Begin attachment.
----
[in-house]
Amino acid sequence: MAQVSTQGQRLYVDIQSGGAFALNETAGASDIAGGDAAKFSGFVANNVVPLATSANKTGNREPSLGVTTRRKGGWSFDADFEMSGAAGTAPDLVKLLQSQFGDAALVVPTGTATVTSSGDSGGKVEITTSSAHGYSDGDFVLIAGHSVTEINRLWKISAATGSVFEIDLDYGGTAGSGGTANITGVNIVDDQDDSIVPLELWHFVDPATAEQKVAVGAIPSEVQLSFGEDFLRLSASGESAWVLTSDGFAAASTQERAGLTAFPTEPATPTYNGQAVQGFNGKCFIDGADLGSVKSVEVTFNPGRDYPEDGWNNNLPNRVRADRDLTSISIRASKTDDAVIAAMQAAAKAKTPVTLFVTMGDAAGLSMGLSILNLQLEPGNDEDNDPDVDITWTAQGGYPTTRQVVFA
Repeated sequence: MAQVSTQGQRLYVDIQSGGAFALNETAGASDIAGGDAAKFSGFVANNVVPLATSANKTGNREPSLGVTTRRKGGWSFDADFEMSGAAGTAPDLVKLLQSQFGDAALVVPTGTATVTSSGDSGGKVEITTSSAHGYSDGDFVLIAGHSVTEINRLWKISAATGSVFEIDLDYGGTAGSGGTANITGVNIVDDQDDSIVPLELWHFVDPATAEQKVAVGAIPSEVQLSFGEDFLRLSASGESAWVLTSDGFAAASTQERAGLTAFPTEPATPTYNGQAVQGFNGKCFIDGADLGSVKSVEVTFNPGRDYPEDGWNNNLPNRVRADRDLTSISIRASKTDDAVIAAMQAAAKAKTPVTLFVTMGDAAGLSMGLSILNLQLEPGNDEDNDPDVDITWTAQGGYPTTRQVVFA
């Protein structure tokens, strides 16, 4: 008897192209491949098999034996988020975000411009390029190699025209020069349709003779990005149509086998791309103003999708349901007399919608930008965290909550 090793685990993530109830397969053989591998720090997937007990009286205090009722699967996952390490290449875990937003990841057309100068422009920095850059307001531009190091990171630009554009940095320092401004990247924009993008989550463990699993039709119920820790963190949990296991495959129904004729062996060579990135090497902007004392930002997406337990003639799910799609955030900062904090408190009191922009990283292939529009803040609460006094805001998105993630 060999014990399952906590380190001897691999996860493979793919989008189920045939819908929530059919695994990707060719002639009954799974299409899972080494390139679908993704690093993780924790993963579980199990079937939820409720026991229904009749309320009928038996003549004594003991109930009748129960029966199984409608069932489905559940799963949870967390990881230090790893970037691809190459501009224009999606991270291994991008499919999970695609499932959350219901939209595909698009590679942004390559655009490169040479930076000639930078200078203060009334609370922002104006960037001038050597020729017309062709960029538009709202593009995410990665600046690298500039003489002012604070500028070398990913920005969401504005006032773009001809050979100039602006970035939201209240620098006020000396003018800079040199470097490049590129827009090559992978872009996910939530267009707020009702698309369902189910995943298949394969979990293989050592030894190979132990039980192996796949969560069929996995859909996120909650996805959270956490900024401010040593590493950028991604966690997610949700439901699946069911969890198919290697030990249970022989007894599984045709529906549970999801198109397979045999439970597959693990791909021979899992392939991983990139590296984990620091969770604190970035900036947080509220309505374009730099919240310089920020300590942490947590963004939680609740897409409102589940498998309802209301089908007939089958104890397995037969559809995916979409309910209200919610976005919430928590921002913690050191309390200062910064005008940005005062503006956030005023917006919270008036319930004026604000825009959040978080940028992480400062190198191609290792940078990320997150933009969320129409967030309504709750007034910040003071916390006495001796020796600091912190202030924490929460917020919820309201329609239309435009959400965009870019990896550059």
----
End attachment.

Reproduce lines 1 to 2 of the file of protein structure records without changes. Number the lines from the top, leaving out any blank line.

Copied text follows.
[in-house]
Amino acid sequence: MAQVSTQGQRLYVDIQSGGAFALNETAGASDIAGGDAAKFSGFVANNVVPLATSANKTGNREPSLGVTTRRKGGWSFDADFEMSGAAGTAPDLVKLLQSQFGDAALVVPTGTATVTSSGDSGGKVEITTSSAHGYSDGDFVLIAGHSVTEINRLWKISAATGSVFEIDLDYGGTAGSGGTANITGVNIVDDQDDSIVPLELWHFVDPATAEQKVAVGAIPSEVQLSFGEDFLRLSASGESAWVLTSDGFAAASTQERAGLTAFPTEPATPTYNGQAVQGFNGKCFIDGADLGSVKSVEVTFNPGRDYPEDGWNNNLPNRVRADRDLTSISIRASKTDDAVIAAMQAAAKAKTPVTLFVTMGDAAGLSMGLSILNLQLEPGNDEDNDPDVDITWTAQGGYPTTRQVVFA